Letter: Purposes of Higher Education
To the Editor:
The New York Times recently reported that President Obama is recommending a rating system for higher education that would guide the amount of federal loans available to applicants. Among the criteria suggested is the earnings of the borrower after graduation. Although the ratings proposal raises disturbing questions about the extent of federal intrusion into higher education, the effectiveness of employing education to promote social mobility and whether such social mobility would promote more societal inequality, the proposal also carries an ominous message for higher education in general. The proposal is simply one more example of Obama’s focus only on the economic purposes of higher education — purposes that have already gained ascendancy, in part due to the present federal loan program.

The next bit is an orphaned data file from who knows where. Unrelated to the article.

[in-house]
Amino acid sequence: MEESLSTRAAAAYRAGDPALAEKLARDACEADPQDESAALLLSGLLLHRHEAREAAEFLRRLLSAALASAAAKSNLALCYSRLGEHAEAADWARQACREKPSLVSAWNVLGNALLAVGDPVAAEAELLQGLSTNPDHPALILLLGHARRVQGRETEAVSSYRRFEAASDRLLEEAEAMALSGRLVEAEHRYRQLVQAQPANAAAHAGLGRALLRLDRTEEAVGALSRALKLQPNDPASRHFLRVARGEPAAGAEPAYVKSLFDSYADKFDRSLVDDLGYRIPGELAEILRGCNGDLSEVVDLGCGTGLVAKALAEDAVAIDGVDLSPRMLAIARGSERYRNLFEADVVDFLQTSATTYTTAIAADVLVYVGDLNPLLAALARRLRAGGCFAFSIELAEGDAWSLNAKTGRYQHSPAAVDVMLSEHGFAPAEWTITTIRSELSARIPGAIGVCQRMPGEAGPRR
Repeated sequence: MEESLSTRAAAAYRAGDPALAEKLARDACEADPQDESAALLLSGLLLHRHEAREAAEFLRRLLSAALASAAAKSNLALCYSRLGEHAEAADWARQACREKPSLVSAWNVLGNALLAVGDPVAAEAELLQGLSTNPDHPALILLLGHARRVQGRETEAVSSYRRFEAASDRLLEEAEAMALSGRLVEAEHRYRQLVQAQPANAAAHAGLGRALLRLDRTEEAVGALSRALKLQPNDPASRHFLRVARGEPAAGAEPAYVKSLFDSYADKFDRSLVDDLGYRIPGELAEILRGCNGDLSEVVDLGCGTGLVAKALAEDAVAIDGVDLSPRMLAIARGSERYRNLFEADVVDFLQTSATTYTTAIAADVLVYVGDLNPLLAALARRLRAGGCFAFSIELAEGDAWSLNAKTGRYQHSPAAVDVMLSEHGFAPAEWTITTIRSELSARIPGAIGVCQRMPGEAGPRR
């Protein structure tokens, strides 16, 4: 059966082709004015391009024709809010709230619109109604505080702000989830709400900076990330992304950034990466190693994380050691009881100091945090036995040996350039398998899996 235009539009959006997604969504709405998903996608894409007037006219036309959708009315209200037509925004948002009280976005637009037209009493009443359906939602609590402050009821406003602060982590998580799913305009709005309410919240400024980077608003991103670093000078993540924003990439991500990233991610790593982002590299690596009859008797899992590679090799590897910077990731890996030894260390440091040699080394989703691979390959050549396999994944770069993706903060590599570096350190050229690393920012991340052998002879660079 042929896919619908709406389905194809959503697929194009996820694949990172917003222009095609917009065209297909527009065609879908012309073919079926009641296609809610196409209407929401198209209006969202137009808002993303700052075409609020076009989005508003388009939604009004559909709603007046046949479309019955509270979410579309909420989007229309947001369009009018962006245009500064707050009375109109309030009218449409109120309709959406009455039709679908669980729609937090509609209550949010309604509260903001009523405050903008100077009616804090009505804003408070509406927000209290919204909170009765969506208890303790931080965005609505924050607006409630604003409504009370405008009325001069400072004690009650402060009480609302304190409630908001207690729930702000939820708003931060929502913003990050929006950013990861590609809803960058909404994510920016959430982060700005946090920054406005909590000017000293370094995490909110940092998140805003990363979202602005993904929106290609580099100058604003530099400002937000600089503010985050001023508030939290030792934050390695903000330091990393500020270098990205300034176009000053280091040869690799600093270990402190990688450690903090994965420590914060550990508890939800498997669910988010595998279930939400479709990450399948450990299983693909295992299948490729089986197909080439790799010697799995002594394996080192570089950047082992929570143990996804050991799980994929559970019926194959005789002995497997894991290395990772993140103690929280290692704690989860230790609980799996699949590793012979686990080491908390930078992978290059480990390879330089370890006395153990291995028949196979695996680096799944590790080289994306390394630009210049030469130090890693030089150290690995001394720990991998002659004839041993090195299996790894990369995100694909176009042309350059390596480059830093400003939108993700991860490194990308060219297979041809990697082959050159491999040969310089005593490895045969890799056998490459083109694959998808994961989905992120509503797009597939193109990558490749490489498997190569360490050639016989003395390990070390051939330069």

Such proposals ignore the broader purposes of higher education as set forth by John Stuart Mill in his inaugural address to St. Andrews College more than a century ago and Derek Bok’s restatement of those purposes in Our Underachieving Colleges. Bok’s list of purposes, in addition to vocational preparation, includes learning to think, learning to communicate, building character, preparation for citizenship, living with diversity, preparing for a global society and acquiring broader interests. Although the pursuit of many of these purposes may enhance a graduate’s earning potential, such a pursuit serves many other important non-economic purposes, including civic participation and simply leading a good life. It is unfortunate if an otherwise commendable effort to promote equality would obscure these other important purposes of higher education.
Obama’s proposal is part of a larger problem that I fear he is deeply insensitive to: how to promote economic growth and mitigate inequalities in our society without unduly impeding or constraining the rich variety of values that our civic institutions possess. It is the task of us democratic liberals to remind him that this is the real problem.
Richard Oliver Brooks